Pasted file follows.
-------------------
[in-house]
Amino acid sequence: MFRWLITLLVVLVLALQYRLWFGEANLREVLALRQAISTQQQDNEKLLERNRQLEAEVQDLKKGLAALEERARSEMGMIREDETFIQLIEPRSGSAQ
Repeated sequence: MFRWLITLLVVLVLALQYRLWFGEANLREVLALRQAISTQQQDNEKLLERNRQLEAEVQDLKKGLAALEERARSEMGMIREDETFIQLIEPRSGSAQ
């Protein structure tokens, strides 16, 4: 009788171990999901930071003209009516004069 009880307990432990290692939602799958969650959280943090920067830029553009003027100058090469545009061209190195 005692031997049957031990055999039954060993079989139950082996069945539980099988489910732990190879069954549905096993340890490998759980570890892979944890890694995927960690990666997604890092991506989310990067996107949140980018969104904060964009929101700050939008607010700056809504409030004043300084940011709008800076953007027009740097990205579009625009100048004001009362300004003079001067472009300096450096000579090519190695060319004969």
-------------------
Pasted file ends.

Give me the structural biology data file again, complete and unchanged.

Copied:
[in-house]
Amino acid sequence: MFRWLITLLVVLVLALQYRLWFGEANLREVLALRQAISTQQQDNEKLLERNRQLEAEVQDLKKGLAALEERARSEMGMIREDETFIQLIEPRSGSAQ
Repeated sequence: MFRWLITLLVVLVLALQYRLWFGEANLREVLALRQAISTQQQDNEKLLERNRQLEAEVQDLKKGLAALEERARSEMGMIREDETFIQLIEPRSGSAQ
């Protein structure tokens, strides 16, 4: 009788171990999901930071003209009516004069 009880307990432990290692939602799958969650959280943090920067830029553009003027100058090469545009061209190195 005692031997049957031990055999039954060993079989139950082996069945539980099988489910732990190879069954549905096993340890490998759980570890892979944890890694995927960690990666997604890092991506989310990067996107949140980018969104904060964009929101700050939008607010700056809504409030004043300084940011709008800076953007027009740097990205579009625009100048004001009362300004003079001067472009300096450096000579090519190695060319004969």